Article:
In an interview with Connected to India, Bhattacharyya said that promoting Purulia Chhau could empower the rural folk and also power tourism in eastern India, especially to the Purulia district of West Bengal. Purulia Chhau is one of the three main Chhau forms of eastern India, the other two being Mayurbhanj Chhau of Odisha, and Saraikela Chhau of Jharkhand.

Talking about her reason for doing a doctorate on Purulia Chhau, Bhattacharyya first explained the context: “Purulia, even a decade back, was identified as a politically disturbed area, infused with Maoist insurgencies (a left-leaning extremist movement in India). Attempts to safeguard Chhau not only contributed to altering the fate of the folk practice but also radically transformed the district’s fate, thereby replacing Purulia’s political identity with a cultural one.”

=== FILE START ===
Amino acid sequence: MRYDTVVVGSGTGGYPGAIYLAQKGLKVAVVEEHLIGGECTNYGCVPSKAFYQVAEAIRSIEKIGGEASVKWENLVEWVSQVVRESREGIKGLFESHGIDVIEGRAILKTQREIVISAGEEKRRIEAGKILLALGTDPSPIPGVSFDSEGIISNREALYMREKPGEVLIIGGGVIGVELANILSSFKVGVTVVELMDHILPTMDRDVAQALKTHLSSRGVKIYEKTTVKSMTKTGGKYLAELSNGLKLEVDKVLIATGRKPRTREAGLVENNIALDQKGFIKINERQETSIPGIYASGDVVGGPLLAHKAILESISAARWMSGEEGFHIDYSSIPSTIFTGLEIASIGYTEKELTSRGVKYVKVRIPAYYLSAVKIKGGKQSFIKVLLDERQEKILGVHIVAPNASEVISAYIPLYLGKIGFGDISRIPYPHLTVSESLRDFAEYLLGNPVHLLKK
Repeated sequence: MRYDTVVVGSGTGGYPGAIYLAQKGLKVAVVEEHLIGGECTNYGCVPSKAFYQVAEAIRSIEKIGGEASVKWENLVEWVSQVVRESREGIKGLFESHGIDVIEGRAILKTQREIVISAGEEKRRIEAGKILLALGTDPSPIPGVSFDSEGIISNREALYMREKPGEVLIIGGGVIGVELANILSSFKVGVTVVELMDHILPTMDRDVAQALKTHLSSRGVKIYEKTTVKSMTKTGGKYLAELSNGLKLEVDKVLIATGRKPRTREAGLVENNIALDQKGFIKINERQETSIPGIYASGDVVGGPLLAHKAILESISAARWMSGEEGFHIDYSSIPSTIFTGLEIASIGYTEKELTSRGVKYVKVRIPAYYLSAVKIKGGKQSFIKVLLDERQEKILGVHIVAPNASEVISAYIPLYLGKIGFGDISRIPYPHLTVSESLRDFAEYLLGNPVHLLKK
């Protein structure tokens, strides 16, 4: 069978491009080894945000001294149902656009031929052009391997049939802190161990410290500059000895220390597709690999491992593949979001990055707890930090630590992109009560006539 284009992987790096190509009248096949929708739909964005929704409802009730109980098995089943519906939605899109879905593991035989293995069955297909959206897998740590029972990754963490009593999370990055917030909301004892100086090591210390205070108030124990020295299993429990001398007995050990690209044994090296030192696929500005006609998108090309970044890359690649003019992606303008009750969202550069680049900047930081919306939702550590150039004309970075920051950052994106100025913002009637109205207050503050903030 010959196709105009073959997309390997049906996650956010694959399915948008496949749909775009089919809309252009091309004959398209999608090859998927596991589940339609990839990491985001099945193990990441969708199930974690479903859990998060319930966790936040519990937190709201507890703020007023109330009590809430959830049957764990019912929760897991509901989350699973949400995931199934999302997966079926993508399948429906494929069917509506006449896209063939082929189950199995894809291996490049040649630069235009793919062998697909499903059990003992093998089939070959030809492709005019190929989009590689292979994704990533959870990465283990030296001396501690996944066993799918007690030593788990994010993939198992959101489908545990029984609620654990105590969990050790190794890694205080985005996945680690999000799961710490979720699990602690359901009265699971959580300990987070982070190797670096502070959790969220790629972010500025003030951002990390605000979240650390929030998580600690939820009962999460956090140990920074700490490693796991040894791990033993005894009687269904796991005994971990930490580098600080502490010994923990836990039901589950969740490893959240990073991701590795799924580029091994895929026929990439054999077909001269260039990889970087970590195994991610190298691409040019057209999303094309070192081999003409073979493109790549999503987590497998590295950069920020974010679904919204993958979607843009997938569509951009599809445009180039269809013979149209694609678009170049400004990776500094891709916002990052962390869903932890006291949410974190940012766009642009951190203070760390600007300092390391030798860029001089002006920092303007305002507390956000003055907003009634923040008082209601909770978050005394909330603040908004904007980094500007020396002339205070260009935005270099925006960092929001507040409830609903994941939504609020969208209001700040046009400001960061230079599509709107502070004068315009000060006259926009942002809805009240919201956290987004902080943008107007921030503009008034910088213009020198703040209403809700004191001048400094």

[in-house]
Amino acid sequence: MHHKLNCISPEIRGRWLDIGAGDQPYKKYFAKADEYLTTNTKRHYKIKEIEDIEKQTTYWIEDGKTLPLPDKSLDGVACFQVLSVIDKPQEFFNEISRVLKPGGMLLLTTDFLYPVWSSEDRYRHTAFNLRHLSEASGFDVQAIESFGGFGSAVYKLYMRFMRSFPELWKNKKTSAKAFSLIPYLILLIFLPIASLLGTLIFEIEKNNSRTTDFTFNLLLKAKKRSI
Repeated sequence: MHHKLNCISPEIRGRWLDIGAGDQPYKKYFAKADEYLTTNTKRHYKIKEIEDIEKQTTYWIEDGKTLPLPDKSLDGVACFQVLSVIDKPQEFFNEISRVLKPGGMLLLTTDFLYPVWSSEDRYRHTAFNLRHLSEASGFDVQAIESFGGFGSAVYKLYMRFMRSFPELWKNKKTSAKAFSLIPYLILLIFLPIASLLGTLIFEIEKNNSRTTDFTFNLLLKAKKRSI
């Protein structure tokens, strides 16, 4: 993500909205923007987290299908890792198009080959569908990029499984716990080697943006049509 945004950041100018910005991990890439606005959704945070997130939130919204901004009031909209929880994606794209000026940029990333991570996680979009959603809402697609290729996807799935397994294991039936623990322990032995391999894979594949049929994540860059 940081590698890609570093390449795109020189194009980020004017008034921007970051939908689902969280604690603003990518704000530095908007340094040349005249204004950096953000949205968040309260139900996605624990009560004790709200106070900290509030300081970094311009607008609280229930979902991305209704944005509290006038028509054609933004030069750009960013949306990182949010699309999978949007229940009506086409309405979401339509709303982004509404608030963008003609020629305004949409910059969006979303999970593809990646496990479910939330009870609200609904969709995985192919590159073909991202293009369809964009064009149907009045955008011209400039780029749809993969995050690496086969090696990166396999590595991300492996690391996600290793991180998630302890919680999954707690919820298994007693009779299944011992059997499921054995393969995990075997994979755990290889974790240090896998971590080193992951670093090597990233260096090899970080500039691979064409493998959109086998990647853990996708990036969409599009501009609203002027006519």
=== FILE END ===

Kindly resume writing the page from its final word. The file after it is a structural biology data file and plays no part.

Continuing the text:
She added that international recognition helped the cause of the dance form. “Chhau dance got inscribed in UNESCO’s Representative list of Heritage of Humanity in 2010, but past two decades of ground work and using this UNESCO accreditation, Purulia Chhau actually managed to get the advantage and got highlighted in global festivals, creating opportunities for the artists themselves,” she said.

A Purulia Chhau dancer performs in splendid costume. The Chhau dance form is now going to several global festivals, enhancing the cultural profile of Purulia district in West Bengal, eastern India. Photo courtesy: puruliachau.com